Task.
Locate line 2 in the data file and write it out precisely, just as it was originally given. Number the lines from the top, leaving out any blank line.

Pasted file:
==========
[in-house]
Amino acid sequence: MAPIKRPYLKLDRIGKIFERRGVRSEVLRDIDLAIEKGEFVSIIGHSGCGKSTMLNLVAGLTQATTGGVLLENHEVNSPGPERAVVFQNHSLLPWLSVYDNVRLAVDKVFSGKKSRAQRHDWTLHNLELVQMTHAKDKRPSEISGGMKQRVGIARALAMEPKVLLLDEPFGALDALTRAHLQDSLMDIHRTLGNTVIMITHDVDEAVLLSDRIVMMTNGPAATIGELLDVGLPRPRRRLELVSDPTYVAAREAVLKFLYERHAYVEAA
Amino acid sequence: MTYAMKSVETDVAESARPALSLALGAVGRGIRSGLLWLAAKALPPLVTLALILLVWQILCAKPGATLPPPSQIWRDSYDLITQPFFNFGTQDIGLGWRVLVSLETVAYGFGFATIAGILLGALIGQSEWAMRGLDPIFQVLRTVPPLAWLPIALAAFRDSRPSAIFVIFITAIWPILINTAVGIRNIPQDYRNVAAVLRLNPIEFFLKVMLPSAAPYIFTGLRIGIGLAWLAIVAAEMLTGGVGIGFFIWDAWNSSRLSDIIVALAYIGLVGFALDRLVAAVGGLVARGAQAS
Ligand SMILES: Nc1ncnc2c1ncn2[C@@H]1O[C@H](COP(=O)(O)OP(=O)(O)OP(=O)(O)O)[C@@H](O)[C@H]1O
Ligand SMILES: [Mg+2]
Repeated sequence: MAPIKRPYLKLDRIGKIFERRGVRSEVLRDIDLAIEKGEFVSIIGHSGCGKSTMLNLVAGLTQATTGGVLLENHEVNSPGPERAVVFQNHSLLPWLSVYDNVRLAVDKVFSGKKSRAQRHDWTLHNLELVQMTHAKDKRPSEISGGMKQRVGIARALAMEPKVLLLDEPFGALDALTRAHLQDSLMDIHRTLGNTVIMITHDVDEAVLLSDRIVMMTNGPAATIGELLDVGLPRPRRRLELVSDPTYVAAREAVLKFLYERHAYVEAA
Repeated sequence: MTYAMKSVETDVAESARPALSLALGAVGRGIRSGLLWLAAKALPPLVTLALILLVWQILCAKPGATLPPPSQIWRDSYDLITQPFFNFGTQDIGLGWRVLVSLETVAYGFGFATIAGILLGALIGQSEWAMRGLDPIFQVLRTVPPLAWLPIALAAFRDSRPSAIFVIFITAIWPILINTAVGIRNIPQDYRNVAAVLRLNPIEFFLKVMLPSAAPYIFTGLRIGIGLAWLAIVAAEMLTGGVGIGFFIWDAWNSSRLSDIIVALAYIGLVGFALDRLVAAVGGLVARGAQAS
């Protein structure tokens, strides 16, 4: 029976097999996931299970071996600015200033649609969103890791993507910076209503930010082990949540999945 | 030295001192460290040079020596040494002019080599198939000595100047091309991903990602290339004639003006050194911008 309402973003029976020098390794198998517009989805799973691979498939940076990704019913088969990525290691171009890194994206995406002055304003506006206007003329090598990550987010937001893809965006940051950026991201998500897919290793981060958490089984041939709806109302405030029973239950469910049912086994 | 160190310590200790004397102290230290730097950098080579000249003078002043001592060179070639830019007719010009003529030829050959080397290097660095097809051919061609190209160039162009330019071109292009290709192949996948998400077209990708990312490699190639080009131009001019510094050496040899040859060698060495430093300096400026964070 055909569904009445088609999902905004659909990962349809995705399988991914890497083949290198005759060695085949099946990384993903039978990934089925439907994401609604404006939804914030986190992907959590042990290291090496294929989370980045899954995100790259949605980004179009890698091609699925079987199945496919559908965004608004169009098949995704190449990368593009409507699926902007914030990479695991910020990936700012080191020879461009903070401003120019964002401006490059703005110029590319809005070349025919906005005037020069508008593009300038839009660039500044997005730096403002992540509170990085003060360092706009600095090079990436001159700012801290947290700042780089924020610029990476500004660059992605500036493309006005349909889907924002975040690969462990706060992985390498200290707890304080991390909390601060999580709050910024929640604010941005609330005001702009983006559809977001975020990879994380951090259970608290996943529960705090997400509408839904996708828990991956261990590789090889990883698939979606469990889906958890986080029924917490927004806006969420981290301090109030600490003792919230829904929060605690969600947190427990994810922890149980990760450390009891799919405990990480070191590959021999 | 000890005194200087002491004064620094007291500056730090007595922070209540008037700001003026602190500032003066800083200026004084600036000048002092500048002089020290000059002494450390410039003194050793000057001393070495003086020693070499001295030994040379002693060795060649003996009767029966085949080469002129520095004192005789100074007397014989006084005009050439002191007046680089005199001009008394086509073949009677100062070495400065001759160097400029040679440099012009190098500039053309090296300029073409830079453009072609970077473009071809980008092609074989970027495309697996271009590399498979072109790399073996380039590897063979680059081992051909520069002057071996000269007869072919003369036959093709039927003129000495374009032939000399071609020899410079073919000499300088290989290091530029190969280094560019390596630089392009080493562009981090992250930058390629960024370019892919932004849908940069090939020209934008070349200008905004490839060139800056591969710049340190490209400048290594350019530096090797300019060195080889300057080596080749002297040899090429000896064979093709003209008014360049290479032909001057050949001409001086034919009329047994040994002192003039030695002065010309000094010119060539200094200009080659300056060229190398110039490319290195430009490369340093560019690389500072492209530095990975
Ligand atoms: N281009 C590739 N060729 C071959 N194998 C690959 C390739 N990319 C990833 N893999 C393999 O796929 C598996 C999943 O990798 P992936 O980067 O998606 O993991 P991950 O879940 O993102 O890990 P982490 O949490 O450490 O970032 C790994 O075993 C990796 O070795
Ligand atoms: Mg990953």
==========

Amino acid sequence: MAPIKRPYLKLDRIGKIFERRGVRSEVLRDIDLAIEKGEFVSIIGHSGCGKSTMLNLVAGLTQATTGGVLLENHEVNSPGPERAVVFQNHSLLPWLSVYDNVRLAVDKVFSGKKSRAQRHDWTLHNLELVQMTHAKDKRPSEISGGMKQRVGIARALAMEPKVLLLDEPFGALDALTRAHLQDSLMDIHRTLGNTVIMITHDVDEAVLLSDRIVMMTNGPAATIGELLDVGLPRPRRRLELVSDPTYVAAREAVLKFLYERHAYVEAA